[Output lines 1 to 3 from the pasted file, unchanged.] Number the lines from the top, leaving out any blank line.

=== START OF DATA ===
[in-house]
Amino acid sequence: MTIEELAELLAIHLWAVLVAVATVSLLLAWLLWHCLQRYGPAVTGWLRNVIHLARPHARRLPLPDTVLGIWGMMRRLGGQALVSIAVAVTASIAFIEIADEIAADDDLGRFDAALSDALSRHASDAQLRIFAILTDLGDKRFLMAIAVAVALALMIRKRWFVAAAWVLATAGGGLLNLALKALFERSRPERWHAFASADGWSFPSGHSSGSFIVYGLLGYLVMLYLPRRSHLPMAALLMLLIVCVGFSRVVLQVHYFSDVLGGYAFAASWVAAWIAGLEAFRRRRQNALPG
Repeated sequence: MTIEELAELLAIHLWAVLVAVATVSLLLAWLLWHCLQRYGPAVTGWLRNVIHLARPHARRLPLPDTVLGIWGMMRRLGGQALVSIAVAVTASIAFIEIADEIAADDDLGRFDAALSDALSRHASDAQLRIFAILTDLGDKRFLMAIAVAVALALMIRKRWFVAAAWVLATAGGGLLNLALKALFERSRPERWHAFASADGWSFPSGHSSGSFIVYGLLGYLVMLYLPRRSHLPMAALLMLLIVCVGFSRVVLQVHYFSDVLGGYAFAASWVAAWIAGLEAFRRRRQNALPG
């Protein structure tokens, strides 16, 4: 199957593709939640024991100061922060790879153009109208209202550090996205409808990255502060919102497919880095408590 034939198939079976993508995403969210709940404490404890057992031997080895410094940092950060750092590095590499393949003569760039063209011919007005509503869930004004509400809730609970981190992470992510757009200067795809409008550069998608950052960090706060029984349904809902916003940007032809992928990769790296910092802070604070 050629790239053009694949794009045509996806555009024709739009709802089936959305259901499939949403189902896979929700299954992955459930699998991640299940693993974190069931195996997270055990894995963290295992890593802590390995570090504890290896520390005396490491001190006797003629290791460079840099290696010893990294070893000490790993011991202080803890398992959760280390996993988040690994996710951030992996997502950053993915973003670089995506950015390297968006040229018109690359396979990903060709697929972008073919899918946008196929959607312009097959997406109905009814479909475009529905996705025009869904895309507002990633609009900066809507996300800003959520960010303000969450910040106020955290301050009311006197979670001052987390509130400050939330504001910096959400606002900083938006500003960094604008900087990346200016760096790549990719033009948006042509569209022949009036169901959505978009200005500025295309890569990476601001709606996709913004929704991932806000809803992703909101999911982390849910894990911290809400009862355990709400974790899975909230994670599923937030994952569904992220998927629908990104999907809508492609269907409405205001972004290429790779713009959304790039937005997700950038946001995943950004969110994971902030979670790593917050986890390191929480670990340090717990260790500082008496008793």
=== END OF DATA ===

[in-house]
Amino acid sequence: MTIEELAELLAIHLWAVLVAVATVSLLLAWLLWHCLQRYGPAVTGWLRNVIHLARPHARRLPLPDTVLGIWGMMRRLGGQALVSIAVAVTASIAFIEIADEIAADDDLGRFDAALSDALSRHASDAQLRIFAILTDLGDKRFLMAIAVAVALALMIRKRWFVAAAWVLATAGGGLLNLALKALFERSRPERWHAFASADGWSFPSGHSSGSFIVYGLLGYLVMLYLPRRSHLPMAALLMLLIVCVGFSRVVLQVHYFSDVLGGYAFAASWVAAWIAGLEAFRRRRQNALPG
Repeated sequence: MTIEELAELLAIHLWAVLVAVATVSLLLAWLLWHCLQRYGPAVTGWLRNVIHLARPHARRLPLPDTVLGIWGMMRRLGGQALVSIAVAVTASIAFIEIADEIAADDDLGRFDAALSDALSRHASDAQLRIFAILTDLGDKRFLMAIAVAVALALMIRKRWFVAAAWVLATAGGGLLNLALKALFERSRPERWHAFASADGWSFPSGHSSGSFIVYGLLGYLVMLYLPRRSHLPMAALLMLLIVCVGFSRVVLQVHYFSDVLGGYAFAASWVAAWIAGLEAFRRRRQNALPG